William Waldegrave in The Times:
Newton wrote as much about early Christian doctrines as about optics; Coleridge and Davy planned to share out all literature and science between them; Shelley turned his brilliant classical mind and poetic sensibility to the celebration of reason and science, which he taught himself in his own time while he was at Eton.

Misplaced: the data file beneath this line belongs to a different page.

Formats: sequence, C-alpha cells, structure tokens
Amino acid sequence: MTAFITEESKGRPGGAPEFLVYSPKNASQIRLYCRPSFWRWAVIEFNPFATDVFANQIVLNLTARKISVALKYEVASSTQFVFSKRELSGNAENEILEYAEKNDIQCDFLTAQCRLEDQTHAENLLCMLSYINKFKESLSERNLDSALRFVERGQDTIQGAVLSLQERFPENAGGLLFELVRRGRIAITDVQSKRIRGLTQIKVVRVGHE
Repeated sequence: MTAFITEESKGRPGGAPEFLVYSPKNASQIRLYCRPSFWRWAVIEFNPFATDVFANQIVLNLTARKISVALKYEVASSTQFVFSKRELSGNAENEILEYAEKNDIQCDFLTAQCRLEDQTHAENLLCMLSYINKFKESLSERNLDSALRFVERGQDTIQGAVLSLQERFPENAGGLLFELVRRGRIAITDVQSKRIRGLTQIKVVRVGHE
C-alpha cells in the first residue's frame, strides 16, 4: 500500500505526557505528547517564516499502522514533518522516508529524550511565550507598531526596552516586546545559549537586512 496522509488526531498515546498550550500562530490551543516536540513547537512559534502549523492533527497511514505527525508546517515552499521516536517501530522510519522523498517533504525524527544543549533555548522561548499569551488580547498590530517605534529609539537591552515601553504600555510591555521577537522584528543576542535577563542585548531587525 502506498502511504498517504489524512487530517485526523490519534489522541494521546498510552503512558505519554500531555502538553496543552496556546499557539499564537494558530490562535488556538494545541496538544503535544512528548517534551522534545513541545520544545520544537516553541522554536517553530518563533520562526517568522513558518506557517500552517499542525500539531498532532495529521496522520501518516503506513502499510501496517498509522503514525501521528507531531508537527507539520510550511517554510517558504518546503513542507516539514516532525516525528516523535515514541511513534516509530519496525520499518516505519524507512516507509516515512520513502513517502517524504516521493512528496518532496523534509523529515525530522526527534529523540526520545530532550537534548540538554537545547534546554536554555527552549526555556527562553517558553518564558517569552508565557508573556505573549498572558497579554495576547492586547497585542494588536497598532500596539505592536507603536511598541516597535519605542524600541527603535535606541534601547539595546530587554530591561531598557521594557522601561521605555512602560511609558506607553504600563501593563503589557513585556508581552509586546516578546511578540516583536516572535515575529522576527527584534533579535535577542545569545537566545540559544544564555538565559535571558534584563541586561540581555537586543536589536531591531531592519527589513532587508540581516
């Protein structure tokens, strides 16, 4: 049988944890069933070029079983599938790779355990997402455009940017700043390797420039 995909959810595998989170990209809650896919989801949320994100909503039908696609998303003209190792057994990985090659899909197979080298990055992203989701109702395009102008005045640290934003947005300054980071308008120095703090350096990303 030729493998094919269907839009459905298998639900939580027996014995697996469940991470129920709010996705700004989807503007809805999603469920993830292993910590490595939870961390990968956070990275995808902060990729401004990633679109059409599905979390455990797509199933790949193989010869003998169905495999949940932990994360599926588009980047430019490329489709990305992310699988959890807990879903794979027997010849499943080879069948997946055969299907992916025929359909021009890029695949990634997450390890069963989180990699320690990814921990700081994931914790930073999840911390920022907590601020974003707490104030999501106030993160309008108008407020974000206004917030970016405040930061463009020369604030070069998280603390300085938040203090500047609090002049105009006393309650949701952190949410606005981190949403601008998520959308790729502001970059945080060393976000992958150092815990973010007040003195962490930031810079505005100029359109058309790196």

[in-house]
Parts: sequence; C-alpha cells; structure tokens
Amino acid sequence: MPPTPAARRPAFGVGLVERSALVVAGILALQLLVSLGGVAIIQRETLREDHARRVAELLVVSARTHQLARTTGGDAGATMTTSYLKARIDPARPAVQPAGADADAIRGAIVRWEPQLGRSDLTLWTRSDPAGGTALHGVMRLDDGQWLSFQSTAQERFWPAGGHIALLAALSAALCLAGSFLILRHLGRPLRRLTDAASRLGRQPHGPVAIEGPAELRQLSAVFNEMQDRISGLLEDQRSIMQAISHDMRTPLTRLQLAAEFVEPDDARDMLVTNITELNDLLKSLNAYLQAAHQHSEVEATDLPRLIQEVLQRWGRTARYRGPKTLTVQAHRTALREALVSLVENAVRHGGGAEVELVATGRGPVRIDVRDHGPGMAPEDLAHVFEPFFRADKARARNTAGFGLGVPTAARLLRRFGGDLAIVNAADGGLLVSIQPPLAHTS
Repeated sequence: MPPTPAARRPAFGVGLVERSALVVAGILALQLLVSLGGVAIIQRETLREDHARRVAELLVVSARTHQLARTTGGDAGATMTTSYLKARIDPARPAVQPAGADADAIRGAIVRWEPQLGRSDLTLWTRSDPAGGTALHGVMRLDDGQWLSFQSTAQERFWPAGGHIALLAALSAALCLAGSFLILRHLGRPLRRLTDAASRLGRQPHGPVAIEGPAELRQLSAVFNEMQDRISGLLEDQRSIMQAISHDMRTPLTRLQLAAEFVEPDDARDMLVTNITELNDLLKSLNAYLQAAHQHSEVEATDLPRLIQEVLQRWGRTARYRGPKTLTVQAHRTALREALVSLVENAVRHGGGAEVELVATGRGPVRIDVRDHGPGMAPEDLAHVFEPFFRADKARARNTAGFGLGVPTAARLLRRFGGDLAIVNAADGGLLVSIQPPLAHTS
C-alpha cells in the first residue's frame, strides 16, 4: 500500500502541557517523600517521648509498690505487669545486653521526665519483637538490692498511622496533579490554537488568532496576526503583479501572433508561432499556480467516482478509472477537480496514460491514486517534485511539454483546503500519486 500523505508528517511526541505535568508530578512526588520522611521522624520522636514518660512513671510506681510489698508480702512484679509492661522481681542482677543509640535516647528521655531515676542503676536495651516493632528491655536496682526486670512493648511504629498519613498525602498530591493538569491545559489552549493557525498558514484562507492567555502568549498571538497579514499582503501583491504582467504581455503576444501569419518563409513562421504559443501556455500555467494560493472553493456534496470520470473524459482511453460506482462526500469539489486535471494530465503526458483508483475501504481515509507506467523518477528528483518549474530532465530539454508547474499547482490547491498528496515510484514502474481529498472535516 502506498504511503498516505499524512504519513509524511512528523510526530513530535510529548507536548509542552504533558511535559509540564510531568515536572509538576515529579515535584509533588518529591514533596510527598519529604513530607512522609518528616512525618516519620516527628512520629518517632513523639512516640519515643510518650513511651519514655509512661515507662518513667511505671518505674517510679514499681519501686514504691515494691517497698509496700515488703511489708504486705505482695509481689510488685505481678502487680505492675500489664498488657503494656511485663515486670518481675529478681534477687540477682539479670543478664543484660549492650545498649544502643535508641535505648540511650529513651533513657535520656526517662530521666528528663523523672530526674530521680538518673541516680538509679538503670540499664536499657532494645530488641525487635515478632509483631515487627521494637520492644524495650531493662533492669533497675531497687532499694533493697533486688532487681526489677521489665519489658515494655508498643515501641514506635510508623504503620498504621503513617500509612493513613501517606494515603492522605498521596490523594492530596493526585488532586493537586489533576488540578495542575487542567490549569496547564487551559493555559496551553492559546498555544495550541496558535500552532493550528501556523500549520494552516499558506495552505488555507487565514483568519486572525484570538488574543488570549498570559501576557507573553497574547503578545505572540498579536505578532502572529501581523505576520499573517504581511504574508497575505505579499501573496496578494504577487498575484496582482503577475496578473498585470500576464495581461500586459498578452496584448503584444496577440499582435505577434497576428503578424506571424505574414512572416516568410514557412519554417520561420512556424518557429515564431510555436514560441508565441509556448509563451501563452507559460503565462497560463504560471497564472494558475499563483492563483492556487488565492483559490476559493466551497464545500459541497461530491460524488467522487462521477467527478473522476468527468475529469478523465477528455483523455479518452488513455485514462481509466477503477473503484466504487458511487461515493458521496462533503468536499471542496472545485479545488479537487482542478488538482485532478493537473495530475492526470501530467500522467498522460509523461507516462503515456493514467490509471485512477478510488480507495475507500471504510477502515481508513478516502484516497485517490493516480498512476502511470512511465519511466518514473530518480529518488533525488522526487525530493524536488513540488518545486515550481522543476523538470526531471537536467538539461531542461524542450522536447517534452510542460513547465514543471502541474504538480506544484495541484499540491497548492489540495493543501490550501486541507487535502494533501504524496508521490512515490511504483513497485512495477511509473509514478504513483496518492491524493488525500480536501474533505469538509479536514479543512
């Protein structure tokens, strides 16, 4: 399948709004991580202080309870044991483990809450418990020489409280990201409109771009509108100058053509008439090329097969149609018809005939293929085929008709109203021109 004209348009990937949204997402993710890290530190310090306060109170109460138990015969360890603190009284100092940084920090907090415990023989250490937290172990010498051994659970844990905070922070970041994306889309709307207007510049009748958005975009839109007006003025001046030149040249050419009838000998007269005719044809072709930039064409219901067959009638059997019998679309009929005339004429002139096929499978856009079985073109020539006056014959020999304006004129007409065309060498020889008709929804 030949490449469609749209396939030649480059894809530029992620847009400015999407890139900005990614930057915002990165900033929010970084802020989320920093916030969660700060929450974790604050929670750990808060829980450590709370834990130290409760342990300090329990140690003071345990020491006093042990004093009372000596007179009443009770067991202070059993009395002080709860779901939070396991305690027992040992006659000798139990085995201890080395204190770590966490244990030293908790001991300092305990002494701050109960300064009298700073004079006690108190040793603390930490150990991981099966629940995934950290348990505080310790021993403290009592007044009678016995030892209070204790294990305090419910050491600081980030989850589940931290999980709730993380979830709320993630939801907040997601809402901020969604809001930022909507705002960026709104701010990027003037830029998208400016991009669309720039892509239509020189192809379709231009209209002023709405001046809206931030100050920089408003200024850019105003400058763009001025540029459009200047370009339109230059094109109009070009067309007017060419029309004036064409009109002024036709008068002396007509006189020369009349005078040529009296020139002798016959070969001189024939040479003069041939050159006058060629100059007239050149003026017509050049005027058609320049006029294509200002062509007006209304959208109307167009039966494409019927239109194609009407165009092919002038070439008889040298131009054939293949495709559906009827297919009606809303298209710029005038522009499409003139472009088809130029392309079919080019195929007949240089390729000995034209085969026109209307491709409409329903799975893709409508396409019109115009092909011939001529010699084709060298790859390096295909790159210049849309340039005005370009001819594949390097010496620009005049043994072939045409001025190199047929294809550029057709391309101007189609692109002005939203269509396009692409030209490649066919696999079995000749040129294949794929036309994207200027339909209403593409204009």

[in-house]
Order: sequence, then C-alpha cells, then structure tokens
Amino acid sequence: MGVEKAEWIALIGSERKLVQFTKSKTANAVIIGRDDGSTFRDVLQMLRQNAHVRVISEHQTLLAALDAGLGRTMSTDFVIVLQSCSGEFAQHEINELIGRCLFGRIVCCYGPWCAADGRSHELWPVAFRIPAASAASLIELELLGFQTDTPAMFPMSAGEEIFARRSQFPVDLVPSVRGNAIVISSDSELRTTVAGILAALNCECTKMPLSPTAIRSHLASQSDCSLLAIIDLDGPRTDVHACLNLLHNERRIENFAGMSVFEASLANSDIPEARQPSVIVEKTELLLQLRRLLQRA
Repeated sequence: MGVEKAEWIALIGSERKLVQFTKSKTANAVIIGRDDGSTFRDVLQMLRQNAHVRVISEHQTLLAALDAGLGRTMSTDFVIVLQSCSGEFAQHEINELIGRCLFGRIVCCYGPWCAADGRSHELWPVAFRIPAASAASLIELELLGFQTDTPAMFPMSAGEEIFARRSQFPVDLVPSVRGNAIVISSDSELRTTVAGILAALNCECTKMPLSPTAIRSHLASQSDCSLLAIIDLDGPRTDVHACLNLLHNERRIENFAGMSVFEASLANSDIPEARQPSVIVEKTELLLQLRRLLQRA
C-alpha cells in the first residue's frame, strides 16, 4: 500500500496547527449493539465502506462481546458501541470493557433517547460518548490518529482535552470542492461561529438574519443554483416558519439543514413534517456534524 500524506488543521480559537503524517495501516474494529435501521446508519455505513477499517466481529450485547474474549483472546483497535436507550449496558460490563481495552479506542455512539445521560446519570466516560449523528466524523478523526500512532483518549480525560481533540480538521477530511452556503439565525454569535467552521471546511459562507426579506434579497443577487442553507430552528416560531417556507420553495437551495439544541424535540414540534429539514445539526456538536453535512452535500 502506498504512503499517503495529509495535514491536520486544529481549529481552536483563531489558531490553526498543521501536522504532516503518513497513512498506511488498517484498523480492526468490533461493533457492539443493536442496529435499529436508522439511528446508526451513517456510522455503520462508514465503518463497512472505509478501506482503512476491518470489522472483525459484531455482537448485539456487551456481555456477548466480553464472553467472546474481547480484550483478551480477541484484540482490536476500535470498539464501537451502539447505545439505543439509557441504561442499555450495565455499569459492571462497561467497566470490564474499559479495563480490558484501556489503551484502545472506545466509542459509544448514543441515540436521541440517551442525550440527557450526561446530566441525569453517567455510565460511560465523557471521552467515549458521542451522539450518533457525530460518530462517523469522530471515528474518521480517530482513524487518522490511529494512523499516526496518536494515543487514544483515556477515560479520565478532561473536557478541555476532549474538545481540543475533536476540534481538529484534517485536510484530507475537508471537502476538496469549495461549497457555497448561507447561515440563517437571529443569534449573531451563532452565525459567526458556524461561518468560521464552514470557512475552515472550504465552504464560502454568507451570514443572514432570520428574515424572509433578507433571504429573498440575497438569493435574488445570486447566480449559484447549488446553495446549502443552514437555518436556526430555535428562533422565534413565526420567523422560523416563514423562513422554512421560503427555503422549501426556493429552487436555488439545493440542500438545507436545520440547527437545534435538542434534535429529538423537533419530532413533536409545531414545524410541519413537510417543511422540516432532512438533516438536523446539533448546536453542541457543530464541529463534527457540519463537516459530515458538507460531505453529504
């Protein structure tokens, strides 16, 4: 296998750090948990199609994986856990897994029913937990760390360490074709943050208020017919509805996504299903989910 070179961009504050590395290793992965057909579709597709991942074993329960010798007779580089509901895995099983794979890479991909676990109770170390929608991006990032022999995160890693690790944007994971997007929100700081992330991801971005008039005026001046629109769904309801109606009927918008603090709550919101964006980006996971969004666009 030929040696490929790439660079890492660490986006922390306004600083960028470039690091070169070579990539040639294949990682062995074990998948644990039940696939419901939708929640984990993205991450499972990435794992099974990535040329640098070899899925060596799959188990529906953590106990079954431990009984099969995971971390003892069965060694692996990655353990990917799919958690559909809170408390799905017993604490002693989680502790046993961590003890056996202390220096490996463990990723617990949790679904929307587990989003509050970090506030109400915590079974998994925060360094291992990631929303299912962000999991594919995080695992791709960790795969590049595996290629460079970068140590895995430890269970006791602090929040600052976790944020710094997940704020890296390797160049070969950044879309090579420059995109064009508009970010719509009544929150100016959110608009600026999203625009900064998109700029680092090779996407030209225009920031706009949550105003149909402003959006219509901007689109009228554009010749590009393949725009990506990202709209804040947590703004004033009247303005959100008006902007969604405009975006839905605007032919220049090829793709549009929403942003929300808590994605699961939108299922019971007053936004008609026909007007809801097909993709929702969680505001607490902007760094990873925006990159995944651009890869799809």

So how come, 50 years after Snow, and just as he said, we still meet people who would think it shaming to admit difficulty in reading but who boast (sometimes untruthfully) about their incompetence at basic mathematics? How come the phrase “computer nerd” runs off the tongue more easily than “painting nerd”? Or that a cultured dinner party in W8 might find it odd if no one knew the name of the director of the Tate but not of the Science Museum? (It would not be our dinner party, I must add, as I am privileged to be Professor Chris Rapley’s chairman.) Some of the cause lies in the intense and exclusive nature of the science community itself. Science and medicine and engineering are, except in rare cases, co-operative, social activities. They require long and often extremely challenging training, at the end of which people share a powerful common culture and language that excludes others, not least because so much time is physically spent together in the workplaces of laboratory, hospital or design centre. At the end of it you are part of a priesthood; it would be contrary to human nature not to have a certain contempt for those outside the pale.